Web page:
He took a year off to get his personal life and health in order. Then he returned to coaching, taking over a traditional Big 10 powerhouse that did well against league foes but always seemed a step slower than the SEC teams that clobbered the Ohio State Buckeyes in BCS Championship games.
Meyer learned something during his stressful tenure in the SEC. Winning championships means winning recruiting battles and if the Buckeye’s 2012 class is any indication, Meyer is taking the Big 10 school to SEC standards.
Meyer has a lot going for him on the recruiting trail. There’s a rich tradition at Ohio State. The facilities are among the finest in the nation. He’s assembled a top notch staff and when he flashes his two BCS championship rings, prospects are going to take notice.
What made him a successful recruiter and coach at Florida will pay dividends in Columbus, too.
The rejuvenated, remade Meyer is a lot like the old Meyer, who had two recruiting classes at Florida (2007 and 2010) rank No. 1 nationally by Scout.com. His 2006 class, which included Tim Tebow, Brandon Spikes and Percy Harvin, was rated second. With 23 commitments heading into Signing Day this Wednesday, Scout.com ranks Ohio State's class as the third best nationally with four five-star recruits and 10 four-star players.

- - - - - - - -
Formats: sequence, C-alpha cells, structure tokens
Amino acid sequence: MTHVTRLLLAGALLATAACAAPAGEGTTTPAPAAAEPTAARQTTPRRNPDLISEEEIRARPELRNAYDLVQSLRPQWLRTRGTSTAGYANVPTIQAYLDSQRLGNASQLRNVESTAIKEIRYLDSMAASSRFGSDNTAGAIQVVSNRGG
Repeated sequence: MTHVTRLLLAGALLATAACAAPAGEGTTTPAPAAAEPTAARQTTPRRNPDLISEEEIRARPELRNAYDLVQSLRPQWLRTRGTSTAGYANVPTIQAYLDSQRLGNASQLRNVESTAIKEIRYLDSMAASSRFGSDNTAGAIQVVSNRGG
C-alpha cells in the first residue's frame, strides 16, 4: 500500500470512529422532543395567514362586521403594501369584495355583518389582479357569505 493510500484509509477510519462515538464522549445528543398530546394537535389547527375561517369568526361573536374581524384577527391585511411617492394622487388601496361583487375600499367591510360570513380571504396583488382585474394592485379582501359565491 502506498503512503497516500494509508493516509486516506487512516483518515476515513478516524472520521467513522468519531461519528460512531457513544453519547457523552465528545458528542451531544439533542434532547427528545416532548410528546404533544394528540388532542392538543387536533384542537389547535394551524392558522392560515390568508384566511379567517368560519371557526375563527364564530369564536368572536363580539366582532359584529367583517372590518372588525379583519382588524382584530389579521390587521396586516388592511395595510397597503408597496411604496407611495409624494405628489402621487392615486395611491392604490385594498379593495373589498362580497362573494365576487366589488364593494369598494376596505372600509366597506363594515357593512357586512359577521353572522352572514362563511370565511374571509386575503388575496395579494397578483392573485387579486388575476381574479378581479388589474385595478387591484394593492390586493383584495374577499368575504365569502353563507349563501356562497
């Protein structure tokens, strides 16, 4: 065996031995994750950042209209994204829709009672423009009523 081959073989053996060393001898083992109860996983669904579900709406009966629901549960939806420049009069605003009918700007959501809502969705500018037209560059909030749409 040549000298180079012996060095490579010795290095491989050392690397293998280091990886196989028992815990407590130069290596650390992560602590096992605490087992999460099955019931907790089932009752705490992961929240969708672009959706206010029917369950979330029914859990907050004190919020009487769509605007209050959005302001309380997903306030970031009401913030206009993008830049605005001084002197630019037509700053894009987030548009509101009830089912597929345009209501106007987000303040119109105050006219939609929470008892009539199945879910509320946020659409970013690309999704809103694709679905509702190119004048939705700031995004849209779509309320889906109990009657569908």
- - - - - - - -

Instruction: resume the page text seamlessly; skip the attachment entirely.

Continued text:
That's a brand new ranking for Ohio State, as are many of the names expected to officially sign on Wednesday's National Signing Day to play for Meyer. Since taking over on Nov. 28, Meyer has convinced at least five highly-touted players previously verbally committed to other programs to choose Ohio State. There are still at least two more targets on his radar who could choose the Buckeyes.
Meyer has done it despite the December news that Ohio State faces a bowl ban for 2012 and scholarship reductions over the next three years, three in each year. He said he explained the NCAA sanctions to each recruit, and apparently that's just another part of his pitch that prospects and their families immediately buy.
The scholarship reductions and one year bowl ban won’t do much long term damage to the program. The NCAA’s penalty package was aimed at punishing the coaches who broke the rules, not the school that successfully argued how they were deceived.
It’s not unreasonable for Buckeye fans to expect a brief period of pain followed by a longer period of success. If Meyer can adjust his model for Big 10 schedules and personnel, Meyer may succeed beyond even the most ardent Brutus’ expectations.
It starts on the recruiting trail.